Events Calendar

Imagined Audiences: Connecting the History and Theory...

Thursday, October 13, 2022
4:30 pm
FIMS and Nursing Building (FNB)
Room: 4130 (or Zoom)
Blue poster with an illustrated family sitting on a couch watch TV and eating popcorn.

"Imagined Audiences: Connecting the History and Theory of American Entertainment Television, Television Production Studies, and The Debates Surrounding Postfeminism"

Presented by Avery Page, PhD student in Media Studies, Faculty of Information & Media Studies.

Attend in person: 4130
Attend online: Zoom

Abstract: This fields essay explores the key themes and existing scholarship that constitute the history and theory of American entertainment television, television production studies, and the debates surrounding postfeminism. Framing my discussion through the lens of the American sitcom, I approach each field with an intersectional perspective, concluding with a discussion on the connections between the three areas of inquiry. Exploring the postfeminist television audience, I argue that exclusions and inclusions of identity on-screen have always been calculated strategically for the pursuit of maximum advertising profit, insofar as the audiences to whom they are imagined to appeal to by television production workers hold power as consumers in society. As such, visible inclusions of feminism(s) and diverse identities on-screen do not act as a true critique of inequality, but instead work for commercial profit.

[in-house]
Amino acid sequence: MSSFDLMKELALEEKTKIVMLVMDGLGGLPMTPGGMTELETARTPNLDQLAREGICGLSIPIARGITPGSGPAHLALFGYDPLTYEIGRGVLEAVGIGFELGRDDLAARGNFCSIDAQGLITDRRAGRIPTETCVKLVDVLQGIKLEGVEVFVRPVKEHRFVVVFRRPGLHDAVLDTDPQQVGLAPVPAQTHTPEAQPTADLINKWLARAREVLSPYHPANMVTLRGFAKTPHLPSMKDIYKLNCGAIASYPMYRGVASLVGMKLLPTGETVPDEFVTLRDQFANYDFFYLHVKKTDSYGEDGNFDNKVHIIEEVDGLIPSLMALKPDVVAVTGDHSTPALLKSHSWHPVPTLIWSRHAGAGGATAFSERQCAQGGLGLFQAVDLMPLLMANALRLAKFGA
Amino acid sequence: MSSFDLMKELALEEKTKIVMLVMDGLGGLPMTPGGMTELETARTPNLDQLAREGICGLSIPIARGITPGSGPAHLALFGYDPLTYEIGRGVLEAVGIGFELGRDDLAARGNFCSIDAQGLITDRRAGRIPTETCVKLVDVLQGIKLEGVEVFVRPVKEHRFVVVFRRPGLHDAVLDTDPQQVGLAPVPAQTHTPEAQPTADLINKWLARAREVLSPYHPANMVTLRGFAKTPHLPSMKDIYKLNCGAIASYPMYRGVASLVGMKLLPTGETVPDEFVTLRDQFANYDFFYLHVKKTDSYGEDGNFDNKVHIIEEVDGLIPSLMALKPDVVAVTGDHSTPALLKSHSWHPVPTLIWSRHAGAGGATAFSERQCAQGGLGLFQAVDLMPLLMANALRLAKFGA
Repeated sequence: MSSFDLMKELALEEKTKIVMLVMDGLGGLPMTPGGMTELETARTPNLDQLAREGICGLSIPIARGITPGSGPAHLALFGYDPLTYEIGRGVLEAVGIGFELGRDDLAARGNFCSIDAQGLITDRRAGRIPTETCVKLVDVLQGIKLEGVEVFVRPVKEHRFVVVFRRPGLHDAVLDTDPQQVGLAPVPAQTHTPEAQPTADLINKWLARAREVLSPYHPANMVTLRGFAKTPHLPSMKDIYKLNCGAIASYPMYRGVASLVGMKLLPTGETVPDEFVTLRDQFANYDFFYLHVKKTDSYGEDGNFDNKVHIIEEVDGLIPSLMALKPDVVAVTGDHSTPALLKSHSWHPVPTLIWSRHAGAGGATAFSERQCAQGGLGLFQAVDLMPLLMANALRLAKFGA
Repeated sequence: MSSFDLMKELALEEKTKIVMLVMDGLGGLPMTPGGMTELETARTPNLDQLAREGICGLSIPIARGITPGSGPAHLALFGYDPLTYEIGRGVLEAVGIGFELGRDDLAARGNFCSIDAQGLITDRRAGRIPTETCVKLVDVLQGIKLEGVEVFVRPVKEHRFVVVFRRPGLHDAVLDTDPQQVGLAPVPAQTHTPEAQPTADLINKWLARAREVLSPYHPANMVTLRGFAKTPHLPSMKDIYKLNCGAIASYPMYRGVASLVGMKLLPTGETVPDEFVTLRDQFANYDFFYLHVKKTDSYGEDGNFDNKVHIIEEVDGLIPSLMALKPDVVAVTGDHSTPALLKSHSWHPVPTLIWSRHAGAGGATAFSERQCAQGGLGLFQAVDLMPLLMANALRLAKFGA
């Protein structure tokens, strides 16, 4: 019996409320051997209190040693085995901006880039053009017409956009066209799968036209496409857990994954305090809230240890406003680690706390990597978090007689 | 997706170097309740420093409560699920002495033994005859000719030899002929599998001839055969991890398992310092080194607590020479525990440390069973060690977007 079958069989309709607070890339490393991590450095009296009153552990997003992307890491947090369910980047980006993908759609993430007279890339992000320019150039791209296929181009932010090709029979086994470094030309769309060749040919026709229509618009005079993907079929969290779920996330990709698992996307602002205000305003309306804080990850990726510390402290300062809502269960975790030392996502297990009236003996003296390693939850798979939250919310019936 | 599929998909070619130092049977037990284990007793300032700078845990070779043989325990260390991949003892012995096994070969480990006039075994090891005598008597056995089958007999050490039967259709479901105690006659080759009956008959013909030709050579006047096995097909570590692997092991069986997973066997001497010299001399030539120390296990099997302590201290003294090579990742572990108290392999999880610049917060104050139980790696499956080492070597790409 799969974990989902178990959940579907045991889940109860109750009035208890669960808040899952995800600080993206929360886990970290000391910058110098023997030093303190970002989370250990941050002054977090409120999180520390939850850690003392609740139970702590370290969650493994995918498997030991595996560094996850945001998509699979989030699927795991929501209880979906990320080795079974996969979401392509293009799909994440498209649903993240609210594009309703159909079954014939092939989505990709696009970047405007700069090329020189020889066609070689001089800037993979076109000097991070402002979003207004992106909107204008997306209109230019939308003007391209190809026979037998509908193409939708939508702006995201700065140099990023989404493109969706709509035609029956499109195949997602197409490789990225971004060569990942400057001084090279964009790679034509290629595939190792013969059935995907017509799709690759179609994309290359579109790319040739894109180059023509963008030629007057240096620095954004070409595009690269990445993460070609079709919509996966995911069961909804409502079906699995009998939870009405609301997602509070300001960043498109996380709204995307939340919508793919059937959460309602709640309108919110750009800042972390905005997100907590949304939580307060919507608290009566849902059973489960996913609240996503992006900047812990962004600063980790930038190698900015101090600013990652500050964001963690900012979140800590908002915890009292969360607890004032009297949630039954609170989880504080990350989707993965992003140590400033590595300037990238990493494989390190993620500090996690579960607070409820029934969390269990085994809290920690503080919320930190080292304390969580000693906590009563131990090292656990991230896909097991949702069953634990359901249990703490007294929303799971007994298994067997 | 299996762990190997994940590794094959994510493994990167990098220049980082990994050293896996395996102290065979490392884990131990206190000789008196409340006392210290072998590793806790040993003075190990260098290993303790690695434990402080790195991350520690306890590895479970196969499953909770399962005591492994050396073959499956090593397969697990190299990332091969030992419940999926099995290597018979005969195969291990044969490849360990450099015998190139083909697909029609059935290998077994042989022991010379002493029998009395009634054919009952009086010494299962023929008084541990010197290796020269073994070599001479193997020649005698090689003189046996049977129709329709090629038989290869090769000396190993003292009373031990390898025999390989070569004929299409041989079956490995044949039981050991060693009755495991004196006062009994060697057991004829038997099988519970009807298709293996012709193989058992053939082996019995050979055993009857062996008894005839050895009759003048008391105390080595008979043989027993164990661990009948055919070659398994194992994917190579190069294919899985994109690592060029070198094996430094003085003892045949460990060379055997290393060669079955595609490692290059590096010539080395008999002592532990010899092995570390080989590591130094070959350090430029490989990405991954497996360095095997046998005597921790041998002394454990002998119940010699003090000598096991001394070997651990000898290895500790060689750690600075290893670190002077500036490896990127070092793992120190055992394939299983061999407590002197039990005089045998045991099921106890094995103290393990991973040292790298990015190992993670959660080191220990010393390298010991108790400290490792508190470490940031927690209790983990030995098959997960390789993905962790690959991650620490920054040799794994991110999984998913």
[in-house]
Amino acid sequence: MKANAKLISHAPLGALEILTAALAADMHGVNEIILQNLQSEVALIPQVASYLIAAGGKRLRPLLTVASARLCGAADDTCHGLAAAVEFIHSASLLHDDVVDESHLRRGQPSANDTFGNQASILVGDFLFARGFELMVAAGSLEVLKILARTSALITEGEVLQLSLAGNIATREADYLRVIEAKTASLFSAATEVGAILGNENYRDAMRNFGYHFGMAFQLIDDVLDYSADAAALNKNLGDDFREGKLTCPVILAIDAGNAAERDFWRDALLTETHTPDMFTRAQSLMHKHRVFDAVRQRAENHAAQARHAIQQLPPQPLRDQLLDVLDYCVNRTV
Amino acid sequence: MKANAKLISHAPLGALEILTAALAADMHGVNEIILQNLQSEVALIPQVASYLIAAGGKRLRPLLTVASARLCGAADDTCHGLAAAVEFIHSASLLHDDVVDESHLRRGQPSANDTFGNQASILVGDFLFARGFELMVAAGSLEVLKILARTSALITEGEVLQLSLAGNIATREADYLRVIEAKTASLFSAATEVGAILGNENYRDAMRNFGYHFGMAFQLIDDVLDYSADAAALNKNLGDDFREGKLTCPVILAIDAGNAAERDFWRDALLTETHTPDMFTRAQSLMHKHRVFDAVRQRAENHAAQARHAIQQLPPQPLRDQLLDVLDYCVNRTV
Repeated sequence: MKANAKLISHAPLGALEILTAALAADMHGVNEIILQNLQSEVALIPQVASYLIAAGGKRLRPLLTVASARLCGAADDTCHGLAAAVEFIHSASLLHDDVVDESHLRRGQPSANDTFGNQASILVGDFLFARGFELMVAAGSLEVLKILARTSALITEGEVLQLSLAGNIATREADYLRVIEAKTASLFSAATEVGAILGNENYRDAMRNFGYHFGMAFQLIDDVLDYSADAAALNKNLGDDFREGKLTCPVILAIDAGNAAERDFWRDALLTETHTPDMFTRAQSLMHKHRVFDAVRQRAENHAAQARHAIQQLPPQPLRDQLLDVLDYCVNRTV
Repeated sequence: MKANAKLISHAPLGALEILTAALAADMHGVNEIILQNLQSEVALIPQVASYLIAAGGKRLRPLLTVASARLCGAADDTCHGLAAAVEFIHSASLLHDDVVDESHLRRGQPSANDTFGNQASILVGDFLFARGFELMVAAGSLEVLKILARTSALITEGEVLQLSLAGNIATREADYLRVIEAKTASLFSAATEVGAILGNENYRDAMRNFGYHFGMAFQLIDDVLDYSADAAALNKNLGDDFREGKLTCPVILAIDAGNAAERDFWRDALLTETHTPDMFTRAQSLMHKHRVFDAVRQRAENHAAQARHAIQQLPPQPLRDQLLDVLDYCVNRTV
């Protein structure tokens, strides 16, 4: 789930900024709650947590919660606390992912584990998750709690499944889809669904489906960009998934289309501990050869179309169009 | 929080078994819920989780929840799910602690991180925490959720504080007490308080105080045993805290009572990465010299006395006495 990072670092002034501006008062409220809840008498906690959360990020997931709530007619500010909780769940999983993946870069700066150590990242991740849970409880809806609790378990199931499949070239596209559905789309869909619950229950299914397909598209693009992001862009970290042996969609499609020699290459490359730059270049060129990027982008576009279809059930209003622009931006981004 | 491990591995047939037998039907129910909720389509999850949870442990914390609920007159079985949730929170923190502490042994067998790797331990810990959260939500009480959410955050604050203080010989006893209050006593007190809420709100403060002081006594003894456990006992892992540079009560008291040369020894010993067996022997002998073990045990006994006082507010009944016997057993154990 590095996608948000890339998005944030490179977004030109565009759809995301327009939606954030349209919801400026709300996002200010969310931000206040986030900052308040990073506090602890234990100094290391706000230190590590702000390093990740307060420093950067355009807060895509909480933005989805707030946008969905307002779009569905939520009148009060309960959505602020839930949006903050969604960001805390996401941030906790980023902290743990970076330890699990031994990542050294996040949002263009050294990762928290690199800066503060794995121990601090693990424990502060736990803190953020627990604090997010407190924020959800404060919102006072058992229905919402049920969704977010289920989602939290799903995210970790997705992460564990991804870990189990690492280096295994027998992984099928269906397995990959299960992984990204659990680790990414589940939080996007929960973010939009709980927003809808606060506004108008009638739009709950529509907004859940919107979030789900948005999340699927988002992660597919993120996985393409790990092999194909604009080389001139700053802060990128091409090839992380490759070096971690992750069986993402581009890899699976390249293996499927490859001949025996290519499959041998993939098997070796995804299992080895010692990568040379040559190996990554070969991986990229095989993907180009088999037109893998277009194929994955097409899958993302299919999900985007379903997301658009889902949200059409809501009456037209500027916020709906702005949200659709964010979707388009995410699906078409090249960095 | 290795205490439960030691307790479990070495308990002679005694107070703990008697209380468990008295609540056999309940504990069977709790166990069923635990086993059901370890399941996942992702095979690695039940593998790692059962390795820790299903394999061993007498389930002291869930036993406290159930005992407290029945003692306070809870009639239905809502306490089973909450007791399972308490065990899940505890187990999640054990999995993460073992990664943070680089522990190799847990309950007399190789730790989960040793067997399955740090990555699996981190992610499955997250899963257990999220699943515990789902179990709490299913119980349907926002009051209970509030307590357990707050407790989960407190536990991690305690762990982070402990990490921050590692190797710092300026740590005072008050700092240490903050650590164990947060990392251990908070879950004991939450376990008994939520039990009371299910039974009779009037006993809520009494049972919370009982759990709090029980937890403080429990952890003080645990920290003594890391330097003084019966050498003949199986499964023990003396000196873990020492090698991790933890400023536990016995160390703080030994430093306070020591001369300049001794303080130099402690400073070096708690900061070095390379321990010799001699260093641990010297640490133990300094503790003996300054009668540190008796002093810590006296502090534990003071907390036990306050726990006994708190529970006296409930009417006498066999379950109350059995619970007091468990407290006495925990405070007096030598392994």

Speaker Bio: Avery Page (she/her) is a PhD student in Media Studies, researching television production and the representation of Jewish women on American sitcoms. She holds a master’s degree in Television, Radio and Film from Syracuse University, and previously worked in television development and production.

Presented as part of the Mediations Lecture Series.

Faculty of Information & Media Studies
FIMS Communications

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